Perhaps more than any other writer, Langston Hughes made the white America of the 1920's and '30s aware of the black culture thriving in its midst. Like his most famous poems, Hughes's stories are messages from that other America, sharply etched vignettes of its daily life, cruelly accurate portrayals of black people colliding - sometimes humorously, more often tragically - with whites. Here is the ailing black musician who comes home from Europe to die in his small town - only to die more quickly and brutally than he had imagined. Here are the wealthy bohemians who collect Negroes like so many objets d'art...the moonlighting student who becomes the reluctant confidante of a boozy white Don Jaun... the elegant charlatan who peddles "real primitive jazz out of Africa" as a nostrum to the spiritually starved elite. Filled with mordant wit and human detail, The Ways of White Folks is unmistakably the work of a great poet who was also a shrewd and compelling storyteller.
In these acrid and poignant stories, Hughes depicted black people colliding--sometimes humorously, more often tragically--with whites in the 1920s and '30s.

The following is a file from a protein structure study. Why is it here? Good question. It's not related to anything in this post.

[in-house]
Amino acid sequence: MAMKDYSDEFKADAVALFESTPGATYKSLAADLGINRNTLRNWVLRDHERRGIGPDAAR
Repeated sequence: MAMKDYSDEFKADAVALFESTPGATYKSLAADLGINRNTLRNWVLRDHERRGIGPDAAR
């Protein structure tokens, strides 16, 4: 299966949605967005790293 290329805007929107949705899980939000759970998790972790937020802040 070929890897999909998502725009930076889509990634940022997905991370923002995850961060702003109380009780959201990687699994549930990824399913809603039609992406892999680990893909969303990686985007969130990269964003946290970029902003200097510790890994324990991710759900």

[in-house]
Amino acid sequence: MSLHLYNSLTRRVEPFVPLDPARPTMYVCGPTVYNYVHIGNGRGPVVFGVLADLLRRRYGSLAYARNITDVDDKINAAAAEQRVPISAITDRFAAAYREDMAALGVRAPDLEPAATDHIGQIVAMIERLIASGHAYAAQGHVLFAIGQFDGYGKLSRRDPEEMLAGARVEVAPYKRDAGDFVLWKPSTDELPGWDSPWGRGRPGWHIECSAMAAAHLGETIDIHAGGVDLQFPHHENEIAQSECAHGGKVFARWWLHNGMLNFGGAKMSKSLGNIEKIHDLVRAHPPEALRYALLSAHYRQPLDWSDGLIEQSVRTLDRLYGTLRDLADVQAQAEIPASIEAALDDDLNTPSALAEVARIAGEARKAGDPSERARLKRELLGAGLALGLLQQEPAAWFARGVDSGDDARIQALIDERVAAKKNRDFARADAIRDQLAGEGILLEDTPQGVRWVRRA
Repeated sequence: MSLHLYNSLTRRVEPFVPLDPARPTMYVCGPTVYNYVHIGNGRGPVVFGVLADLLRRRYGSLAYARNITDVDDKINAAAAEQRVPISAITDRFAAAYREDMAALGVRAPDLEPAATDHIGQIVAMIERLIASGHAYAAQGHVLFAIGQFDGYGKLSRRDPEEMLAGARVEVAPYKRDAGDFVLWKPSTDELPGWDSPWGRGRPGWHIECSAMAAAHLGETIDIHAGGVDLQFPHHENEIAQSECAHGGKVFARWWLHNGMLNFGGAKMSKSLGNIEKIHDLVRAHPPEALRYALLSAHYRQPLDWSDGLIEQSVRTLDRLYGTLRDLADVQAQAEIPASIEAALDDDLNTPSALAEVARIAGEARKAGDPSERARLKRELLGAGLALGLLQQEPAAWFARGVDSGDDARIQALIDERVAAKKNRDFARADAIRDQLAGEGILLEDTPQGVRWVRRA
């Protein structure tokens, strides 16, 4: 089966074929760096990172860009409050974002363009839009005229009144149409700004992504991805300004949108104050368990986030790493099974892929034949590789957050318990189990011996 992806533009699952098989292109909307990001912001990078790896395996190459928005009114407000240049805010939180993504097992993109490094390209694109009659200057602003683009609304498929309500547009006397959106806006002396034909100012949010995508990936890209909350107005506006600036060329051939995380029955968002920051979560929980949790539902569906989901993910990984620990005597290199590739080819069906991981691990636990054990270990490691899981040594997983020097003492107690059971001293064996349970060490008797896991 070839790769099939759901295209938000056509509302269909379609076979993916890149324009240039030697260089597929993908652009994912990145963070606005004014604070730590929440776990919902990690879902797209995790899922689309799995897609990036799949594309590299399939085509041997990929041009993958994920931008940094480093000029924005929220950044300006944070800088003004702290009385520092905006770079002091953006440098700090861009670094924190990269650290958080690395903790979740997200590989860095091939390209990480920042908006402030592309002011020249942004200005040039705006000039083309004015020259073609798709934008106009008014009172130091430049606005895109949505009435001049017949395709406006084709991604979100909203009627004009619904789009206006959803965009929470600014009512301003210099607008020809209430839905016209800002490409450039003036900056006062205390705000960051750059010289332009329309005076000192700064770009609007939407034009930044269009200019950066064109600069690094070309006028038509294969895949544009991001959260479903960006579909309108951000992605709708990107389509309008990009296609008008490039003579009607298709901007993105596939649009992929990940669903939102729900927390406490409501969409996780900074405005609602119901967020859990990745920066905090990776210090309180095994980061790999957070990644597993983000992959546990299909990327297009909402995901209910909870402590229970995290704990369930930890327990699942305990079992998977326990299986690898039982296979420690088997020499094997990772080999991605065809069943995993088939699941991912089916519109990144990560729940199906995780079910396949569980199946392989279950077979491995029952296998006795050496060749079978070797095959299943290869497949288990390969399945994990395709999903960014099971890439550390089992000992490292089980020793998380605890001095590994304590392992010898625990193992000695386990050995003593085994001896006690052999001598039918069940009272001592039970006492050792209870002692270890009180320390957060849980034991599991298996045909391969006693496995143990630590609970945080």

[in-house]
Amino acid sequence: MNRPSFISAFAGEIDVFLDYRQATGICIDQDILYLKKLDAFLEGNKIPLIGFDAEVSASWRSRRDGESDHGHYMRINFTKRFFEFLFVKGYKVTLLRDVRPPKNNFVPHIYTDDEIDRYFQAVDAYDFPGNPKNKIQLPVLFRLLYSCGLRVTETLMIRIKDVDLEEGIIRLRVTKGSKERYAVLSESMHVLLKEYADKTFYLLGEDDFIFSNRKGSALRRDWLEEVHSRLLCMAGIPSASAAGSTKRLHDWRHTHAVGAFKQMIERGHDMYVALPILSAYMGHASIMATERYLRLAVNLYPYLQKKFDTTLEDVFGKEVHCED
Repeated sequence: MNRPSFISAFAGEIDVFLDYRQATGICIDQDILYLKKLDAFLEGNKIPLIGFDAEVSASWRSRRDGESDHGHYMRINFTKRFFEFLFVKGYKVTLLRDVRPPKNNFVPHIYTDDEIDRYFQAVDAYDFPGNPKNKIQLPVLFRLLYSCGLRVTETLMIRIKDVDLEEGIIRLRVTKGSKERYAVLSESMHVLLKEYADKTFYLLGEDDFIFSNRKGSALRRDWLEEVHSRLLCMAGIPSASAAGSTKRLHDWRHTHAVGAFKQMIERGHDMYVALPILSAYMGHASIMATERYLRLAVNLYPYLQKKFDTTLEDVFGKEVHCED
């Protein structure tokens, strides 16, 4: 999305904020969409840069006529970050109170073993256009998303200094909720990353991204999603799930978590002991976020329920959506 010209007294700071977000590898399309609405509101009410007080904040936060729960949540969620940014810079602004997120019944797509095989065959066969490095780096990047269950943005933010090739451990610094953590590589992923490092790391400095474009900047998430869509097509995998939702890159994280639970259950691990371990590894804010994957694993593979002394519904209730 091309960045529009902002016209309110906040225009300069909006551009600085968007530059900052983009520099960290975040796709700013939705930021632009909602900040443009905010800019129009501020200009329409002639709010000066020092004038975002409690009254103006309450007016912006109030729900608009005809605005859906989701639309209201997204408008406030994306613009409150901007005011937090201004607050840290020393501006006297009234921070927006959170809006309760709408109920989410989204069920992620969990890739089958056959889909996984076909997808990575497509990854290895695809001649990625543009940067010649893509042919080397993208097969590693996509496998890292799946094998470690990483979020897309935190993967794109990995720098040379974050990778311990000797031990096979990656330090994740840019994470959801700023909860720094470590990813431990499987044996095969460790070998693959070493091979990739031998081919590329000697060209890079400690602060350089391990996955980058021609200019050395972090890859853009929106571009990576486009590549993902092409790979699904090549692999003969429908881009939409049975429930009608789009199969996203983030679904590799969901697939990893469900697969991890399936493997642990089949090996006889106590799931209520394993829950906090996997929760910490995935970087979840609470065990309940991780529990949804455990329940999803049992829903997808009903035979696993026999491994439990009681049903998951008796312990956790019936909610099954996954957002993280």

Langston Hughes (19021967) was born in Joplin, Missouri. Often regarded as "the poet laureate of Harlem," Hughes was a cental figure in the Harlem Renaissance of the 1920s. He earned his bachelor's from Lincoln University in Pennsylvania, where he was later presented with an honorary Doctorate of Letters. Over the course of his life, Hughes was also awarded a Guggenheim Fellowship, a Rosenwald Fellowship, and an American Academy of Arts and Letters grant.Known for his insightful, colorful portayals of black life in America from the 1920s to the 1960s, Hughes published more than 35 books of poetry, fiction, short stories, children's poetry, musicals, operas, autobiography, scripts, and essays. He was a devoted fan of jazz and blues, fusing the two genres with traditional verse in his first two books, The Weary Blues and Fine Clothes to the Jew. He was also well known for his creation of the fictional character Jess B. Semple, nicknamed Simple, who satrized racial injustices.Through his work condeming racism and celebrating African-American culture, Langston Hughes becaomse one of the most influential and esteemed writers of the twentieth century.